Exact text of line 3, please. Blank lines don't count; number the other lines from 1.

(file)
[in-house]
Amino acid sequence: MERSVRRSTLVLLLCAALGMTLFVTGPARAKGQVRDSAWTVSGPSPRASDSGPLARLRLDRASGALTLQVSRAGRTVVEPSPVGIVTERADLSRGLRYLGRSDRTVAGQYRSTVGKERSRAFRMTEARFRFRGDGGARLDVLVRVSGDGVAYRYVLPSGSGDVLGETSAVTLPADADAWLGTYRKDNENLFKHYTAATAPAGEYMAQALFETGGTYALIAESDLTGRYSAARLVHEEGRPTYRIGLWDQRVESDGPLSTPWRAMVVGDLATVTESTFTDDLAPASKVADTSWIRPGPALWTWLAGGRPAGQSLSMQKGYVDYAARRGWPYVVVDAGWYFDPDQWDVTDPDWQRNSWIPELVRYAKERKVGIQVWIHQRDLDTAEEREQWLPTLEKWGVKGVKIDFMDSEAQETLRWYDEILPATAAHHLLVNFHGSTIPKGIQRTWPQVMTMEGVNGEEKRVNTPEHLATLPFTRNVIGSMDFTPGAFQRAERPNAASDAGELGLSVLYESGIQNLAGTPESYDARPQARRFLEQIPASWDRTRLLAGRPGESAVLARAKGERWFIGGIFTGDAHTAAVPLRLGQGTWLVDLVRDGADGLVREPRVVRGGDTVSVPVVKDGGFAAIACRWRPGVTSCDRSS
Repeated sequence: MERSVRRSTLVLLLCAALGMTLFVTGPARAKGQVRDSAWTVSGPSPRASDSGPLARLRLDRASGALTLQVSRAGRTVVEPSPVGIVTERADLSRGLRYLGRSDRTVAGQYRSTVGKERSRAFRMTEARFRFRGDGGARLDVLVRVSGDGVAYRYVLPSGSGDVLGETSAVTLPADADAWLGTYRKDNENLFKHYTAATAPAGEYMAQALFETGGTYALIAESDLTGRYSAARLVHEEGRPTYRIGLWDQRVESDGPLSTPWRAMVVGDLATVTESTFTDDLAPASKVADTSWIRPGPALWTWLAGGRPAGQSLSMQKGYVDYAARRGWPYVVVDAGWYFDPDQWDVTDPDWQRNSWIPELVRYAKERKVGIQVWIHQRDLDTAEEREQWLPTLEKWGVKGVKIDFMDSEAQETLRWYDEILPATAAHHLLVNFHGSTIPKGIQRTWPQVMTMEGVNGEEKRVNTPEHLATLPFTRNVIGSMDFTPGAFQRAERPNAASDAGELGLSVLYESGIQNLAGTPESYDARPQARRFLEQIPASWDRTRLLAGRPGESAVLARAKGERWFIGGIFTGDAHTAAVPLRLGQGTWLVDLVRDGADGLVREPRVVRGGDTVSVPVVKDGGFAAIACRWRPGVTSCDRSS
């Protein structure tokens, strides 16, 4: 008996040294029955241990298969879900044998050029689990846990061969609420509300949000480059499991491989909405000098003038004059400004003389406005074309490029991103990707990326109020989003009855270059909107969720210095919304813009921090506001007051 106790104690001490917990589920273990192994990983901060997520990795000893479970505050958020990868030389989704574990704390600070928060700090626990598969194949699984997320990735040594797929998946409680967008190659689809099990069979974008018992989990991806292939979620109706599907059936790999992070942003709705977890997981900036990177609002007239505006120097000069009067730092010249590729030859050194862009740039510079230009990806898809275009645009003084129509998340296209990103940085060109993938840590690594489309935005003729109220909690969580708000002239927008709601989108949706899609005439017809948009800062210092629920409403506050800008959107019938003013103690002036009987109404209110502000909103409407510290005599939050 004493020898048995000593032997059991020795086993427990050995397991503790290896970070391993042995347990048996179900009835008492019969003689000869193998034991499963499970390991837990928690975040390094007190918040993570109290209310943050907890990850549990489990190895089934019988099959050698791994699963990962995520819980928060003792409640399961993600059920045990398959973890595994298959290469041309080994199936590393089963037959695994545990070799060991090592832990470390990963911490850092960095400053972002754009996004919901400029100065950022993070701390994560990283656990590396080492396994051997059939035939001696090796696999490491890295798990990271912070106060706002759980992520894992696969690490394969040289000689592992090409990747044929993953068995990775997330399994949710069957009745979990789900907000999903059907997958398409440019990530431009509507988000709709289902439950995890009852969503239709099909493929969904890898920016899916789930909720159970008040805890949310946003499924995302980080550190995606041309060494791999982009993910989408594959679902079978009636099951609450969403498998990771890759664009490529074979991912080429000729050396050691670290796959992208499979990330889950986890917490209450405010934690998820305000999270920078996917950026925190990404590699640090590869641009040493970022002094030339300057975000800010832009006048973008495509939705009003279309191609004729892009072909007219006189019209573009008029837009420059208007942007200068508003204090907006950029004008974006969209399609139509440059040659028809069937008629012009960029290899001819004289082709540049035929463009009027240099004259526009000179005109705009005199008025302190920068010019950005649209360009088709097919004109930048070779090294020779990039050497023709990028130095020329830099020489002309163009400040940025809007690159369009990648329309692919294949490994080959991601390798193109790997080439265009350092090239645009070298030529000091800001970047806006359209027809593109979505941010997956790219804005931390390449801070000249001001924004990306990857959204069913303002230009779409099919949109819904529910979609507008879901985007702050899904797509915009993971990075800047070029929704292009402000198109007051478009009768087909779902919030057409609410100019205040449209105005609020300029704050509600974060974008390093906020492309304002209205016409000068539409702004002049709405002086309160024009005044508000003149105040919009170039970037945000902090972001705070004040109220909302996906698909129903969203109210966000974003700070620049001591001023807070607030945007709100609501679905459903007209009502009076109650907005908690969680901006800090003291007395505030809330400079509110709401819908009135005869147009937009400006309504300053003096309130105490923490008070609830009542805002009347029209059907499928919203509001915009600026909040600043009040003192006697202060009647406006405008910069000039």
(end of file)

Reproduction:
Repeated sequence: MERSVRRSTLVLLLCAALGMTLFVTGPARAKGQVRDSAWTVSGPSPRASDSGPLARLRLDRASGALTLQVSRAGRTVVEPSPVGIVTERADLSRGLRYLGRSDRTVAGQYRSTVGKERSRAFRMTEARFRFRGDGGARLDVLVRVSGDGVAYRYVLPSGSGDVLGETSAVTLPADADAWLGTYRKDNENLFKHYTAATAPAGEYMAQALFETGGTYALIAESDLTGRYSAARLVHEEGRPTYRIGLWDQRVESDGPLSTPWRAMVVGDLATVTESTFTDDLAPASKVADTSWIRPGPALWTWLAGGRPAGQSLSMQKGYVDYAARRGWPYVVVDAGWYFDPDQWDVTDPDWQRNSWIPELVRYAKERKVGIQVWIHQRDLDTAEEREQWLPTLEKWGVKGVKIDFMDSEAQETLRWYDEILPATAAHHLLVNFHGSTIPKGIQRTWPQVMTMEGVNGEEKRVNTPEHLATLPFTRNVIGSMDFTPGAFQRAERPNAASDAGELGLSVLYESGIQNLAGTPESYDARPQARRFLEQIPASWDRTRLLAGRPGESAVLARAKGERWFIGGIFTGDAHTAAVPLRLGQGTWLVDLVRDGADGLVREPRVVRGGDTVSVPVVKDGGFAAIACRWRPGVTSCDRSS